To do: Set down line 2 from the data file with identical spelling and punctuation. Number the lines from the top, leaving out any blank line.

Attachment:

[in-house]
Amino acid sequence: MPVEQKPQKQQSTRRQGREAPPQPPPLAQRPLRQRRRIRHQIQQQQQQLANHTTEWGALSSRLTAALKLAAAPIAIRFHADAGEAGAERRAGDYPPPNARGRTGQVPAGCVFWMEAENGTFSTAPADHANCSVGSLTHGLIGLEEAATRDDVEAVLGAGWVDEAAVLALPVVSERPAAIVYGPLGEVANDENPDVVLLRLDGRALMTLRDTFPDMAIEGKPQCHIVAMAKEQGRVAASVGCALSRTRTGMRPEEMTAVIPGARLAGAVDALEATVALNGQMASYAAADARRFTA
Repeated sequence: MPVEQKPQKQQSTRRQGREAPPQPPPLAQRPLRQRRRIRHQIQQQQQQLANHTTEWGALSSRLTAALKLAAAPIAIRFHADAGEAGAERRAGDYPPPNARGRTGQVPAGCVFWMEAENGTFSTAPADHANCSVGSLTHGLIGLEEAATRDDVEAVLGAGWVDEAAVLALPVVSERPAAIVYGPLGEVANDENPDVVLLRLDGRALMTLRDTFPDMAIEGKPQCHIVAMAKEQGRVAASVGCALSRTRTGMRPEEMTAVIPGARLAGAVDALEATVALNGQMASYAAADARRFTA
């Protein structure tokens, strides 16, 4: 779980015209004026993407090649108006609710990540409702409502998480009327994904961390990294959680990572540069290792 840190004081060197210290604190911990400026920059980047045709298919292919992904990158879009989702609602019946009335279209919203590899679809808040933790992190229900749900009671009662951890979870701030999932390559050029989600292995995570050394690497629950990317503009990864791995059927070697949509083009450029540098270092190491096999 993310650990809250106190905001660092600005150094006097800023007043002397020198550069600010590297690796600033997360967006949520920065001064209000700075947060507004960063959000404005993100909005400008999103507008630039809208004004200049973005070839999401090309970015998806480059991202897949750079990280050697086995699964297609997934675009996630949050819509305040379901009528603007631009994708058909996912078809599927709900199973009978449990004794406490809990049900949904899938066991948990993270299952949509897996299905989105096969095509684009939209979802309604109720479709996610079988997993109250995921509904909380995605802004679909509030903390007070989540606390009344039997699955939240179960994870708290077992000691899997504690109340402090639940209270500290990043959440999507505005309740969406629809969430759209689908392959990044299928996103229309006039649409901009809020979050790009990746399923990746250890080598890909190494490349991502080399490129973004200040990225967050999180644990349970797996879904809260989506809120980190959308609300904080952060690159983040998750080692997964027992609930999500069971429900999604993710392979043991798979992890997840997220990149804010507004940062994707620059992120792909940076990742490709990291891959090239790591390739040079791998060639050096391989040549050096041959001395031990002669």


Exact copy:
Amino acid sequence: MPVEQKPQKQQSTRRQGREAPPQPPPLAQRPLRQRRRIRHQIQQQQQQLANHTTEWGALSSRLTAALKLAAAPIAIRFHADAGEAGAERRAGDYPPPNARGRTGQVPAGCVFWMEAENGTFSTAPADHANCSVGSLTHGLIGLEEAATRDDVEAVLGAGWVDEAAVLALPVVSERPAAIVYGPLGEVANDENPDVVLLRLDGRALMTLRDTFPDMAIEGKPQCHIVAMAKEQGRVAASVGCALSRTRTGMRPEEMTAVIPGARLAGAVDALEATVALNGQMASYAAADARRFTA